Two lenders to the owner of Jet2, the travel and leisure group, have secured roles on a £170m share sale despite not acting as brokers to the company – sparking new questions about banks’ behaviour amid a probe by the City watchdog.
Sky News can reveal that Barclays and HSBC agreed to a temporary waiver of Dart Group’s lending covenants before being added to the syndicate of investment banks which worked on the emergency placing.
Dart Group, which owns Jet2.com and Jet2Holidays, has been hit hard by the coronavirus pandemic, with much of its revenue base stalled by the international travel freeze.
The company also owns Fowler Welch, a distributor of chilled foods.
On Wednesday, it announced an equity-raise arranged by its corporate broker Canaccord Genuity, Barclays and HSBC.
In the accompanying statement, Dart said its existing lending banks were “supportive and recognise the strength of Dart’s business model”.
“The company is in discussions with them to extend debt facilities and agree longer-term covenant resets, which are appropriate for the new outlook,” it said.
“As an indication of that support, Dart has already received agreement from the group’s existing lending banks to waive the semi-annual covenant test for September 2020 on its existing debt facility, conditional upon a minimum gross equity raise of £100m.”
On Thursday morning, the company announced to the stock exchange that it had successfully raised £172m.
Dart has a market value of more than £850m.
The line-up of banks on cash calls by London-listed companies has become an acutely sensitive topic following the Financial Conduct Authority’s (FCA) letter to bank chief executives last month, which warned that it would examine behaviour which appeared to tie lending relationships to other services.
Megan Butler and Jonathan Davidson, the FCA’s executive directors of supervision, said in the letter: “We have heard reports that banks may have used their lending relationship to exert pressure on corporate clients to secure roles on equity mandates that the issuer would not otherwise appoint them to.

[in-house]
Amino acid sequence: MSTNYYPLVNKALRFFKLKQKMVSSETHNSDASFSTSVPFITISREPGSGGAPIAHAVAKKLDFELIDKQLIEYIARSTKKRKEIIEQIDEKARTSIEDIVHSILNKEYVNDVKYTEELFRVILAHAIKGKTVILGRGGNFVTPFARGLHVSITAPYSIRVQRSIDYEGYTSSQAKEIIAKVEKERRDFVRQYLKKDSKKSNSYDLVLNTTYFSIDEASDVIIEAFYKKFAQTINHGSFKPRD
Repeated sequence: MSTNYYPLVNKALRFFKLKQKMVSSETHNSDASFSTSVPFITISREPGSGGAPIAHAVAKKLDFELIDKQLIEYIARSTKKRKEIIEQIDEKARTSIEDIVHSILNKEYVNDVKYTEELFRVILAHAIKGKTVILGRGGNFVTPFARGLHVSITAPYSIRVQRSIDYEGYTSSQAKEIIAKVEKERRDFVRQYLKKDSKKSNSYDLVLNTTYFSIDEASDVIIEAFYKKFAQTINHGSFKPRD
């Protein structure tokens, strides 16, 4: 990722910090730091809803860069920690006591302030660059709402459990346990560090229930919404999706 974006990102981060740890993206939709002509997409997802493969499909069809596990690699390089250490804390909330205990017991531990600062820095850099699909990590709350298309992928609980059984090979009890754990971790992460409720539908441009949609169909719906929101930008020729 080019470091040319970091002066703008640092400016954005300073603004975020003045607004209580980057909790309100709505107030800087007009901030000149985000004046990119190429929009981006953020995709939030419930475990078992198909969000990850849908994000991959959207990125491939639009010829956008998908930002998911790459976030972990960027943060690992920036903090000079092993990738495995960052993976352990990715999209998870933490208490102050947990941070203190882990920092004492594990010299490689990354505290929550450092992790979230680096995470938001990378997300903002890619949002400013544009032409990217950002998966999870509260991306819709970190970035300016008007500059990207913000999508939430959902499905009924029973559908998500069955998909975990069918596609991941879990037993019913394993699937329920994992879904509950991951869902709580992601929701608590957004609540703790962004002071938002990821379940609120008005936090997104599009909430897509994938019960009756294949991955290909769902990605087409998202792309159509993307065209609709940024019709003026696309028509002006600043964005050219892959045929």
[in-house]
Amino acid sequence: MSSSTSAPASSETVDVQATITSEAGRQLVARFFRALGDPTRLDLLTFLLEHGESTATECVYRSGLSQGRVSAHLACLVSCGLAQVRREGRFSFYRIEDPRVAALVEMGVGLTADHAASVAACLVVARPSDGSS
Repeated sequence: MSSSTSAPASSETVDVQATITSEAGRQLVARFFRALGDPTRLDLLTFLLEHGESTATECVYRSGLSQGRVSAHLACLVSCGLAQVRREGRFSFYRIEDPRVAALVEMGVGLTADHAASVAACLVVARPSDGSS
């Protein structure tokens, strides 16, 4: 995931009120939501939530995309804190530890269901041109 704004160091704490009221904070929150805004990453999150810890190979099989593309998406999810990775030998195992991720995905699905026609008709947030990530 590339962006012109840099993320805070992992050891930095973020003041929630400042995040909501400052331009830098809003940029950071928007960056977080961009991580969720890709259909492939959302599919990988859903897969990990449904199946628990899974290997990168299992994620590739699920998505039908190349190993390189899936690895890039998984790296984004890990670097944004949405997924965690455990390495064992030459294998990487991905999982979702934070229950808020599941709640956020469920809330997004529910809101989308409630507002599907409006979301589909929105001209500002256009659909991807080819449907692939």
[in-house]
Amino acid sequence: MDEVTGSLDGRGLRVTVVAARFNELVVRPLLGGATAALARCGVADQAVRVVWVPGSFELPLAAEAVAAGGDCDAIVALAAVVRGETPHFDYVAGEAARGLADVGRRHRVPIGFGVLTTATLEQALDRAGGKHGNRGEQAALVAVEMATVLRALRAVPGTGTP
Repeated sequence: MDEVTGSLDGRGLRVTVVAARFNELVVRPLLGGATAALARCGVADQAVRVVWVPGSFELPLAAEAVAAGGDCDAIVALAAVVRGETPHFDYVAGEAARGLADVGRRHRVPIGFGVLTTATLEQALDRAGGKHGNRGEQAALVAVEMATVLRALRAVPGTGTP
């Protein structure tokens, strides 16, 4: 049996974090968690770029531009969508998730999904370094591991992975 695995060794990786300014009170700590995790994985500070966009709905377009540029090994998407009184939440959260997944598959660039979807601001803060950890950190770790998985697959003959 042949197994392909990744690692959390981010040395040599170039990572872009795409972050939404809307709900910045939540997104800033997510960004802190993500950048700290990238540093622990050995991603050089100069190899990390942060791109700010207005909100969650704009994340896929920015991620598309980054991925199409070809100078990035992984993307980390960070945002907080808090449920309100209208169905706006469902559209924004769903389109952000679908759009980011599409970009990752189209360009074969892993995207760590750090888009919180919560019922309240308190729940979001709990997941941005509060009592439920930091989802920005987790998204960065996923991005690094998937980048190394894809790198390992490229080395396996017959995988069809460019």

“In some cases, these roles may be ‘in name only’, with few or no additional services being provided in exchange for a share of the fee pool.”
They warned that they would be “looking into this further, but want any practice of this nature to cease immediately”.
Sky News revealed at the time that Numis Securities, the independent investment bank, had complained to the FCA about lending banks muscling in on emergency equity-raises on the basis that it was unfairly shrinking the fee pool for corporate brokers.
The Dart fundraising may draw scrutiny as part of the FCA’s investigation, according to some people, because Barclays does not employ an analyst who researches the stock, and because the temporary covenant waiver was announced simultaneously with the share placing.
HSBC does cover Dart’s shares through its equity research team.
A person close to Barclays said it was “hardly surprising” that Dart would have used it to help sell shares, saying that it was the top-ranked bank for UK equity capital markets activity.
“Their brokers may not be set up to deliver so much in such a short time frame,” the source said.
Barclays and Dart declined to comment.
Many billions of pounds have been raised by listed companies during the coronavirus pandemic as they seek to fortify their balance sheets.
Two of the latest examples – the caterer Compass Group and Whitbread, the hotelier – have announced plans to secure £3bn between them in the form of rights issues.
Others have included estate agent Foxtons, online fashion retailer Asos and the high street retailer WH Smith.
In many cases, the lists of banks credited with those transactions have included lenders to companies which have a scant track record in UK equity fundraising activity.
The FCA’s probe has become a major talking point in the City because it has triggered echoes of the banking misconduct which swept through the industry during and after the 2008 financial crisis.
The so-called ‘bundling’ of services – where banks make the provision of one product, such as a credit facility, dependent upon the acceptance of others through the signing of restrictive clauses – was banned by the FCA in 2017.
In last month’s letter to bank chiefs, the FCA warned that they would face further scrutiny over the issue.
“We will be separately contacting your firm directly to speak to the relevant senior manager if you have had both a lending relationship and equity role with any of the issuers who have recently raised significant equity capital,” the regulator said.
“We want to understand how you ensured your clients were treated fairly, and inside information was handled appropriately.”